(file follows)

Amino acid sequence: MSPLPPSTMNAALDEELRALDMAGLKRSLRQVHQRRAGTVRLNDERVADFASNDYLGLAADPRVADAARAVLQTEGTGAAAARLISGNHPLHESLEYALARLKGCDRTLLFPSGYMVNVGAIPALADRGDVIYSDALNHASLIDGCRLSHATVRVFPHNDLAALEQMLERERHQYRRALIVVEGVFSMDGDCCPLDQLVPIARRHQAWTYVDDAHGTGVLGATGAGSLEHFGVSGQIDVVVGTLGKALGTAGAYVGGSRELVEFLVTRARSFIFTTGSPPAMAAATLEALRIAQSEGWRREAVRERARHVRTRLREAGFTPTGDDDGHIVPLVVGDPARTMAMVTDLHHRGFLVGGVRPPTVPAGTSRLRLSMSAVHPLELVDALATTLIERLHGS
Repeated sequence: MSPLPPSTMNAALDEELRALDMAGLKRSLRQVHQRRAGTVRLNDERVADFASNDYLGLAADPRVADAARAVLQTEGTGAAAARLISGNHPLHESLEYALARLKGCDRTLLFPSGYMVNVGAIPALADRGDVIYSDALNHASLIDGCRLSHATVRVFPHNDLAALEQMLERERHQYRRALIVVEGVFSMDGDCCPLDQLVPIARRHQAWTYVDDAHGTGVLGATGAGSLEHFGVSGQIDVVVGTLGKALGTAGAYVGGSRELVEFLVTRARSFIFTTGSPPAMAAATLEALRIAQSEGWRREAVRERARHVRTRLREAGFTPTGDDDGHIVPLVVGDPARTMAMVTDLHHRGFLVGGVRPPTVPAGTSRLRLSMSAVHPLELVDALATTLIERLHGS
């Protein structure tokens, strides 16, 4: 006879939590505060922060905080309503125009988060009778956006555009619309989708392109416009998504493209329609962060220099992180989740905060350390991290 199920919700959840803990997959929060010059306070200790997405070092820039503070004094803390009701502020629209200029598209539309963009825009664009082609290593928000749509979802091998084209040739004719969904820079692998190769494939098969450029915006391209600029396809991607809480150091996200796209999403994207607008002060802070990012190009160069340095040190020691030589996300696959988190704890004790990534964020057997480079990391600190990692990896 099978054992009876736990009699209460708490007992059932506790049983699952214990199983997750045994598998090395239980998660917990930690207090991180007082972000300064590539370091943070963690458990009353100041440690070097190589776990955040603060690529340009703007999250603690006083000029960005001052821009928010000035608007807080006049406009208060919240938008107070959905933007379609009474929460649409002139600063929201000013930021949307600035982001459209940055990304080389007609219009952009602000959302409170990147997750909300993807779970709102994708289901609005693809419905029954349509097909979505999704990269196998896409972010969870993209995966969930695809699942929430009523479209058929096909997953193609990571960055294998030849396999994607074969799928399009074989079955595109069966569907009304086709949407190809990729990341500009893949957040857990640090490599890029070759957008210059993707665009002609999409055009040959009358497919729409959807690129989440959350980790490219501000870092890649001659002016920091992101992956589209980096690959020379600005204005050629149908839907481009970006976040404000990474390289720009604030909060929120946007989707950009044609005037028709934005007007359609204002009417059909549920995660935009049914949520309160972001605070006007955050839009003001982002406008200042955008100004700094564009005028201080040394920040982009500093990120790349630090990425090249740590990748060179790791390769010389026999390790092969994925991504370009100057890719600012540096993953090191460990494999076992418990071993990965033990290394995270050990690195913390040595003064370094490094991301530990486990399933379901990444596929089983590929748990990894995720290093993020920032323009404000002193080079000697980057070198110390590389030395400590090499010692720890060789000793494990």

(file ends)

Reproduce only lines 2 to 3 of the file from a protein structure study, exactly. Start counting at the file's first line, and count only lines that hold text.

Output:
Repeated sequence: MSPLPPSTMNAALDEELRALDMAGLKRSLRQVHQRRAGTVRLNDERVADFASNDYLGLAADPRVADAARAVLQTEGTGAAAARLISGNHPLHESLEYALARLKGCDRTLLFPSGYMVNVGAIPALADRGDVIYSDALNHASLIDGCRLSHATVRVFPHNDLAALEQMLERERHQYRRALIVVEGVFSMDGDCCPLDQLVPIARRHQAWTYVDDAHGTGVLGATGAGSLEHFGVSGQIDVVVGTLGKALGTAGAYVGGSRELVEFLVTRARSFIFTTGSPPAMAAATLEALRIAQSEGWRREAVRERARHVRTRLREAGFTPTGDDDGHIVPLVVGDPARTMAMVTDLHHRGFLVGGVRPPTVPAGTSRLRLSMSAVHPLELVDALATTLIERLHGS
């Protein structure tokens, strides 16, 4: 006879939590505060922060905080309503125009988060009778956006555009619309989708392109416009998504493209329609962060220099992180989740905060350390991290 199920919700959840803990997959929060010059306070200790997405070092820039503070004094803390009701502020629209200029598209539309963009825009664009082609290593928000749509979802091998084209040739004719969904820079692998190769494939098969450029915006391209600029396809991607809480150091996200796209999403994207607008002060802070990012190009160069340095040190020691030589996300696959988190704890004790990534964020057997480079990391600190990692990896 099978054992009876736990009699209460708490007992059932506790049983699952214990199983997750045994598998090395239980998660917990930690207090991180007082972000300064590539370091943070963690458990009353100041440690070097190589776990955040603060690529340009703007999250603690006083000029960005001052821009928010000035608007807080006049406009208060919240938008107070959905933007379609009474929460649409002139600063929201000013930021949307600035982001459209940055990304080389007609219009952009602000959302409170990147997750909300993807779970709102994708289901609005693809419905029954349509097909979505999704990269196998896409972010969870993209995966969930695809699942929430009523479209058929096909997953193609990571960055294998030849396999994607074969799928399009074989079955595109069966569907009304086709949407190809990729990341500009893949957040857990640090490599890029070759957008210059993707665009002609999409055009040959009358497919729409959807690129989440959350980790490219501000870092890649001659002016920091992101992956589209980096690959020379600005204005050629149908839907481009970006976040404000990474390289720009604030909060929120946007989707950009044609005037028709934005007007359609204002009417059909549920995660935009049914949520309160972001605070006007955050839009003001982002406008200042955008100004700094564009005028201080040394920040982009500093990120790349630090990425090249740590990748060179790791390769010389026999390790092969994925991504370009100057890719600012540096993953090191460990494999076992418990071993990965033990290394995270050990690195913390040595003064370094490094991301530990486990399933379901990444596929089983590929748990990894995720290093993020920032323009404000002193080079000697980057070198110390590389030395400590090499010692720890060789000793494990």